Introduction: In the last few years, different formulations containing cannabidiol (CBD) were tested with regard to its efficacy on chronic pain, refractory epilepsy, anxiety, aggressive behavior and atopic dermatitis in dogs. CBD is generally administered orally, but its low bioavailability, probably due to a first-pass metabolism, represents a great limitation. The aim of this study was to evaluate if CBD bioavailability increases after oral transmucosal administration (OTM) compared to oral treatment. Methods: Twelve dogs diagnosed with mild chronic pain were enrolled in the study and treated once orally or OTM (6 dogs/group) with a pure CBD in oil formulation at a dosing rate of 1 mg/kg b.w. At prefixed time points, blood samples were collected to define CBD plasma concentrations vs. time profiles, and the main pharmacokinetics parameters were obtained by non-compartmental model. Results: CBD Cmax, Tmax, terminal half-life and AUC0 - t were 206.77 ± 167 and 200.33 ± 158.33 ng/mL, 2.17 ± 0.98 and 1.92 ± 1.11 h, 2.67 ± 0.53 and 2.62 ± 0.64 h, 647.51 ± 453.17, and 536.05 ± 370.21 h*ng/mL, following oral and OTM administration, respectively. No significant difference in pharmacokinetic parameters were observed between treatments. Discussion: The OTM administration did not increase cannabidiol bioavailability compared to oral treatment. The almost perfectly superimposable mean plasma concentrations of cannabidiol following the two treatments suggests that CBD is not able to be adsorbed by the oral mucosa or that its absorption is very scarce, and that CBD is swallowed and absorbed in the gastrointestinal tract.

Pharmacokinetics of cannabidiol following single oral and oral transmucosal administration in dogs

della Rocca G.;Conti M. B.;Chiaradia E.;Sforna M.;Dall'Aglio C.;Polisca A.;Di Salvo A.
2023

Abstract

Introduction: In the last few years, different formulations containing cannabidiol (CBD) were tested with regard to its efficacy on chronic pain, refractory epilepsy, anxiety, aggressive behavior and atopic dermatitis in dogs. CBD is generally administered orally, but its low bioavailability, probably due to a first-pass metabolism, represents a great limitation. The aim of this study was to evaluate if CBD bioavailability increases after oral transmucosal administration (OTM) compared to oral treatment. Methods: Twelve dogs diagnosed with mild chronic pain were enrolled in the study and treated once orally or OTM (6 dogs/group) with a pure CBD in oil formulation at a dosing rate of 1 mg/kg b.w. At prefixed time points, blood samples were collected to define CBD plasma concentrations vs. time profiles, and the main pharmacokinetics parameters were obtained by non-compartmental model. Results: CBD Cmax, Tmax, terminal half-life and AUC0 - t were 206.77 ± 167 and 200.33 ± 158.33 ng/mL, 2.17 ± 0.98 and 1.92 ± 1.11 h, 2.67 ± 0.53 and 2.62 ± 0.64 h, 647.51 ± 453.17, and 536.05 ± 370.21 h*ng/mL, following oral and OTM administration, respectively. No significant difference in pharmacokinetic parameters were observed between treatments. Discussion: The OTM administration did not increase cannabidiol bioavailability compared to oral treatment. The almost perfectly superimposable mean plasma concentrations of cannabidiol following the two treatments suggests that CBD is not able to be adsorbed by the oral mucosa or that its absorption is very scarce, and that CBD is swallowed and absorbed in the gastrointestinal tract.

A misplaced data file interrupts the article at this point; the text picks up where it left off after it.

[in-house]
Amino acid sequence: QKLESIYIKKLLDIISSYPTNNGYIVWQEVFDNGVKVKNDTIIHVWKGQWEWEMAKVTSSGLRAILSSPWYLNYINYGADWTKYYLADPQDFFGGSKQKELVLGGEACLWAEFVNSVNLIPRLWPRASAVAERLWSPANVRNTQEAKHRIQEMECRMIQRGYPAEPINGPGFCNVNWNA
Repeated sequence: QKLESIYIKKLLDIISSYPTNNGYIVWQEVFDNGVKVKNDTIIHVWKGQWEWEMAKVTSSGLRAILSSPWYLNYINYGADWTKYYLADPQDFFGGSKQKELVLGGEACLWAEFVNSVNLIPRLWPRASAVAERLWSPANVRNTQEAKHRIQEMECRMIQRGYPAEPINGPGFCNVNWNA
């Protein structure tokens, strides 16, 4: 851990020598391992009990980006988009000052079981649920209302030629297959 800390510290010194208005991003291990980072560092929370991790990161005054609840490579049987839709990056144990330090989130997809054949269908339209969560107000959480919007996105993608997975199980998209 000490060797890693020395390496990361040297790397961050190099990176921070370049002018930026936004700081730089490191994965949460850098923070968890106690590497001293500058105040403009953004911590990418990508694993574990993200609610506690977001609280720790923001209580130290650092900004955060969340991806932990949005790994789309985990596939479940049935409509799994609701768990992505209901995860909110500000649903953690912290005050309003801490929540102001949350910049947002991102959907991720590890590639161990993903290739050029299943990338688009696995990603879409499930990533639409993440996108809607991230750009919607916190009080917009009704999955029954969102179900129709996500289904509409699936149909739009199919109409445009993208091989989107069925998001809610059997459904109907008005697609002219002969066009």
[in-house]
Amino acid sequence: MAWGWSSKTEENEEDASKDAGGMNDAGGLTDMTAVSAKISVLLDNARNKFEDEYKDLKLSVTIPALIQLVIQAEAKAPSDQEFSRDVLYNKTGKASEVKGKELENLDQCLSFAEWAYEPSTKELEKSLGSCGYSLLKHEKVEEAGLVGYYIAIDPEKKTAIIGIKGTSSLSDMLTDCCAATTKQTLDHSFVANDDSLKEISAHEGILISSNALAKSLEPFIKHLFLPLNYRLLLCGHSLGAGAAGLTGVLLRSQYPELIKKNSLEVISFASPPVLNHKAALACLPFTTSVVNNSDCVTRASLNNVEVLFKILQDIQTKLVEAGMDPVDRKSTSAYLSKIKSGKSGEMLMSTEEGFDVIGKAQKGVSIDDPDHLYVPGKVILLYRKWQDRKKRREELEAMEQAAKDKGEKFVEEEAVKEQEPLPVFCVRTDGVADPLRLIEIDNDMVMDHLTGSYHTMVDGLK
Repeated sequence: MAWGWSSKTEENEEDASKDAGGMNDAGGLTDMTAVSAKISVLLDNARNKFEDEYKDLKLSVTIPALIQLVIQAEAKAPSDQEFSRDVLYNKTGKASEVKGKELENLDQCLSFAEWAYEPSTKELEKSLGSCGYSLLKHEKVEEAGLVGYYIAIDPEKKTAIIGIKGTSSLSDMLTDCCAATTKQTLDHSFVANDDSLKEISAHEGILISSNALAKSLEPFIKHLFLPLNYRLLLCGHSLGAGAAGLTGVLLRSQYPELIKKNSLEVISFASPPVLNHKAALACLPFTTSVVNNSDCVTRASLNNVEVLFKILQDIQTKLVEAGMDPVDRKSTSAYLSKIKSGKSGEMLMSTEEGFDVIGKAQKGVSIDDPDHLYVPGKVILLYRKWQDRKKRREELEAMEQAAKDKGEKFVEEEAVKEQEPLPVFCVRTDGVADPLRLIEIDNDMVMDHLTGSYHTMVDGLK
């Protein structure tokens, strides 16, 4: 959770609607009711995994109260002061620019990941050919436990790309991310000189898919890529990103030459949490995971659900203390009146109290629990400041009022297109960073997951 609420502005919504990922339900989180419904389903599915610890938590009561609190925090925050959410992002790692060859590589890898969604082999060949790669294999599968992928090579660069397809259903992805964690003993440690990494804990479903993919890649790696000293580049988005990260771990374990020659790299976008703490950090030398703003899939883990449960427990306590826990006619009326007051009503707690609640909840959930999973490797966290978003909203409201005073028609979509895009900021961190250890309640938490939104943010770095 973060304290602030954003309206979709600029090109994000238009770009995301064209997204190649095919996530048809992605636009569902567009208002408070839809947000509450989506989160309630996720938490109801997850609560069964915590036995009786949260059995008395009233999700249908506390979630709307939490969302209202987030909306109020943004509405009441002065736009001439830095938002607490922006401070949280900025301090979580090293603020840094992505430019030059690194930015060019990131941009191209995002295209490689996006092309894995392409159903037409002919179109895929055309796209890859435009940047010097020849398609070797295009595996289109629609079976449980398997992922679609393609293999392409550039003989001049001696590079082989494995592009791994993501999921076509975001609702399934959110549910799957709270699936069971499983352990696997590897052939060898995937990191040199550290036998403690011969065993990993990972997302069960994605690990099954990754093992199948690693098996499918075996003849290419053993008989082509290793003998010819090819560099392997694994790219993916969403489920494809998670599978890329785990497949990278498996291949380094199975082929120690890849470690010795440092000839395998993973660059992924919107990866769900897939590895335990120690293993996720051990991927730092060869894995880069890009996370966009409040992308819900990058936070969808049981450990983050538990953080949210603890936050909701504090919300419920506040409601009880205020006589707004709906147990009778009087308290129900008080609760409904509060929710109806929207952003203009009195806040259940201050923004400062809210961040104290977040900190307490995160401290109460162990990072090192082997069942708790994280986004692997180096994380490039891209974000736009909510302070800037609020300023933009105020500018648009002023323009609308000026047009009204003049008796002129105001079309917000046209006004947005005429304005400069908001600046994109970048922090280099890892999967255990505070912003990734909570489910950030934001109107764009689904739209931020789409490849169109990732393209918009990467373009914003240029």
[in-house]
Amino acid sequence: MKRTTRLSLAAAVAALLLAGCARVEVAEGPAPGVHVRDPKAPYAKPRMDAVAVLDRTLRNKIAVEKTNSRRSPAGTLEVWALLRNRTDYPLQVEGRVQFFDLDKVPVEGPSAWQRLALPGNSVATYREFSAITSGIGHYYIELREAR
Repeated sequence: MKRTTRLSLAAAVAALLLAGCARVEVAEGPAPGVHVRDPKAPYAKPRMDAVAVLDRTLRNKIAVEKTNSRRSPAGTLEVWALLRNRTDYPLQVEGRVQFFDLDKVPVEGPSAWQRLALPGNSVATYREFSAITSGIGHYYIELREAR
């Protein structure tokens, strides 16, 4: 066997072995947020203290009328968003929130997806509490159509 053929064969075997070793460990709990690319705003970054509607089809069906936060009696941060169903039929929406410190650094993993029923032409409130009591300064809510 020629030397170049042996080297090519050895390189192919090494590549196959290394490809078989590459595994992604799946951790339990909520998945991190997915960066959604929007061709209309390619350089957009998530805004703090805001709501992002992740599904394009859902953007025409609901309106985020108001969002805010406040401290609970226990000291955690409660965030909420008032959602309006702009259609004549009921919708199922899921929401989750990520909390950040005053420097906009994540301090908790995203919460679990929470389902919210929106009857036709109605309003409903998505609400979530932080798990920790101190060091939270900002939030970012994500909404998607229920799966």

2023
File in questo prodotto:
Non ci sono file associati a questo prodotto.

I documenti in IRIS sono protetti da copyright e tutti i diritti sono riservati, salvo diversa indicazione.

Utilizza questo identificativo per citare o creare un link a questo documento: https://hdl.handle.net/11391/1539374
Citazioni
  • ???jsp.display-item.citation.pmc??? 1
  • Scopus 11
  • ???jsp.display-item.citation.isi??? 11
social impact